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Advanced Materials

Advanced materials for GaAs Microwave Devices

Authors

  • Dr. Robin S. Smith,

    Corresponding author
    1. GEC-Marconi Materials Technology Ltd. Caswell, Towcester, Northants NN12 8EQ (UK)
    • GEC-Marconi Materials Technology Ltd. Caswell, Towcester, Northants NN12 8EQ (UK)
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    • Received his Ph.D. in 1968 from Reading University for work on infrared absorption by local mode vibrations of defect complexes in silicon. He then joined Plessey Caswell, where he worked on diffusion in silicon and GaAs and gas-phase epitaxy of InP for microwave devices. From there he moved to the Fraunhofer Institute for Applied Solid State Physics in Freiburg, FRG, where he set up a gas-phase epitaxy and MBE facility. His work involved the growth of GaAs structures for mixer and Gunn diodes, doping experiments including the rare earths erhium and ytterbium in GaAs and single crystal iron, and ErAs and YbAs on GaAs. He then moved to GEC Hirst Research Centre and then 10 Caswell again, where he is in charge of the MBE group.

  • Dr. Ian G. Eddison

    Corresponding author
    1. GEC-Marconi Materials Technology Ltd. Caswell, Towcester, Northants NN12 8EQ (UK)
    • GEC-Marconi Materials Technology Ltd. Caswell, Towcester, Northants NN12 8EQ (UK)
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    • Received his Ph.D. in 1978 from Leeds University for work on GaAs microwave oscillator devices. In 1976 he joined Plessey Caswell, where he worked on GaAs oscillators for millimeter wave frequencies, and InP devices operating up to 100 GHz. In 1981 he moved into the GaAs integrated circuit section to work on broadband, on-wafer characterization of GuAs discrete devices and ICs. Following the acquisition of Caswell by GEC-Marconi he took responsibility for both technology and circuit design R and D as department manager, where his interests range from ion implantation and MBE growth of compound semiconductors, through MESFET and HEMT process technology to advanced circuit design and CAD technique development.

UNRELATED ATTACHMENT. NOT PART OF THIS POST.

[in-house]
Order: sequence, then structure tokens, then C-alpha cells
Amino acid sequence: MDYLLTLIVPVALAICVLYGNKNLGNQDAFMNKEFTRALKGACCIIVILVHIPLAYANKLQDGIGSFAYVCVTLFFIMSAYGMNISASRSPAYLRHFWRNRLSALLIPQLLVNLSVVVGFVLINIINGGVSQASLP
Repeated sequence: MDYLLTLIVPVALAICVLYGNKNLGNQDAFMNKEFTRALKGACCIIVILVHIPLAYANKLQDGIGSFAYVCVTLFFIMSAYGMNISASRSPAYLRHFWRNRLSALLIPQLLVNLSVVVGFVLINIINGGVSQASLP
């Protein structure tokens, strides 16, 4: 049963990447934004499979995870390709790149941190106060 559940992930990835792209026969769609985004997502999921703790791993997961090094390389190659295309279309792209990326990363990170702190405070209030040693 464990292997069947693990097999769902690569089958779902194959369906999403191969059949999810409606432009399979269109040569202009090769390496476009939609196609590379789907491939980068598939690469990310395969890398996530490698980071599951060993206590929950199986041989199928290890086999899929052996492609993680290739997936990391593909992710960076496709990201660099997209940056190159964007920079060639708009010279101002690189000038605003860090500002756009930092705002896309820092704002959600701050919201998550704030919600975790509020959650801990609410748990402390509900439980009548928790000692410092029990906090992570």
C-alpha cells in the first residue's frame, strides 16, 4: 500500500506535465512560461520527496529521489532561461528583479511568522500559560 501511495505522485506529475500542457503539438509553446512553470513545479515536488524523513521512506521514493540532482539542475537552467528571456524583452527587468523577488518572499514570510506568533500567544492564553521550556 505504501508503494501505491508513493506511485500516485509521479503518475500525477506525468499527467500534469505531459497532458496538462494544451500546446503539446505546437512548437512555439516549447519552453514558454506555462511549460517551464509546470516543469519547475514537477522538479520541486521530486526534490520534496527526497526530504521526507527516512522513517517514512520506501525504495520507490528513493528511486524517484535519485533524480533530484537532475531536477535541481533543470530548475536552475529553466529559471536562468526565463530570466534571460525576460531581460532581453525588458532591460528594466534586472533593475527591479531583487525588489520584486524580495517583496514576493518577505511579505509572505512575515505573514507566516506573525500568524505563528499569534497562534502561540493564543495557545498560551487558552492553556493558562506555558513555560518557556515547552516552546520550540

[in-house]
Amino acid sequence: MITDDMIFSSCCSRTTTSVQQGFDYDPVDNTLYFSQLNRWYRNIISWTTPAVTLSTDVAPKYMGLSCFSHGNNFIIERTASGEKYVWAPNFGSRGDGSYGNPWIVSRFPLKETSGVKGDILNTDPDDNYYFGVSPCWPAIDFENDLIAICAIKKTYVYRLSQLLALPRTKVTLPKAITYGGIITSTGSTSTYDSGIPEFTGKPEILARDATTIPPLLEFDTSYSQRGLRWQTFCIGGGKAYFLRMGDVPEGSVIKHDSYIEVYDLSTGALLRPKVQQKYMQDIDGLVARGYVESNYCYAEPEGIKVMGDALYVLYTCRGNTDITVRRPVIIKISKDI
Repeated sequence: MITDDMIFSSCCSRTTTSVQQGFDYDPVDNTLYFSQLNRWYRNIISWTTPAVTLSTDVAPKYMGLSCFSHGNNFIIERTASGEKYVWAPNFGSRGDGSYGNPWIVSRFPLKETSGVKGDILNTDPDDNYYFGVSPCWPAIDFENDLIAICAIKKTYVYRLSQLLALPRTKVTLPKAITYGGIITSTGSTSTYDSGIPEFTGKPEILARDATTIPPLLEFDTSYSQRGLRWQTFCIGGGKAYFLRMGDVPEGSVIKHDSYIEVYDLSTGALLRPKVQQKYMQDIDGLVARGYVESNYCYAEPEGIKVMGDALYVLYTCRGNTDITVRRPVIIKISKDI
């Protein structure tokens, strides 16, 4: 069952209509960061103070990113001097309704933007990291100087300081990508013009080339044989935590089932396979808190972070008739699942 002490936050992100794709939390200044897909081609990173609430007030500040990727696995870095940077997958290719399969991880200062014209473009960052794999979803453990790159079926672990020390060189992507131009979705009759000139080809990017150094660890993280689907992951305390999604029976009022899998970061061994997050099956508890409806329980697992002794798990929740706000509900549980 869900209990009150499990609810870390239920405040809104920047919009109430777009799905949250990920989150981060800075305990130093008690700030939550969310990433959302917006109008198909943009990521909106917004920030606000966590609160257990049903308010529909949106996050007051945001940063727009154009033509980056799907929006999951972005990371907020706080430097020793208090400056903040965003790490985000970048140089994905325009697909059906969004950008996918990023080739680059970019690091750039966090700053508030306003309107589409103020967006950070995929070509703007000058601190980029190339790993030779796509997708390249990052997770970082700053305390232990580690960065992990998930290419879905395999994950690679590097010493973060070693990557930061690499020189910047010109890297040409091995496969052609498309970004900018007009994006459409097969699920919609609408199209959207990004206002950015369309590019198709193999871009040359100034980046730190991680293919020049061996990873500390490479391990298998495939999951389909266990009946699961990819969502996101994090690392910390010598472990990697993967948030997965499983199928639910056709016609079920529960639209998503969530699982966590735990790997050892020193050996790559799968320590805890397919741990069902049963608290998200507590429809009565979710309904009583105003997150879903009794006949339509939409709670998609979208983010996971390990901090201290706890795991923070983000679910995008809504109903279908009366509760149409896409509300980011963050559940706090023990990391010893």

• The authors would like to thank GEC-Marconi for supporting this work and their colleagues at GMMT Caswell whose contributions and encouragement have helped to make this work a success.

Abstract

A number of III–V compound semiconductors have higher electron mobilities and peak electron velocities than silicon. This makes these materials attractive for use in high-frequency applications. However, the use of these materials was delayed for a number of years by the fact that, most of these compounds such as GaAs lack a stable native Oxide and display a large interface trap density at the junction with other materials. These problems were overcome in the early 1960s by the development of the MESFET (metal semiconductor FET) where the control electrode was formed; by a metal Schottky contact directly onto the GaAs surface. Early devices were fabricated in epitaxial conducting layers deposited, by for example vapor phase epitaxy, onto GaAs substrates. As the quality of these substrates improved, the conducting layers were formed by implantation of silicon ions directly into the substrate surface. The requirement for devices working at even higher frequencies has necessitated the move from implanted MESFETs to more complicated multi-layer heterostructures, for devices such as HEMTs (high electron mobility transistors) and HBTs (heterojunction bipolar transistors), which can only be produced using epitaxial techniques. In this article the technique of ion-implantation and molecular beam epitaxy are described together with a description of HEMTs and HBTs.

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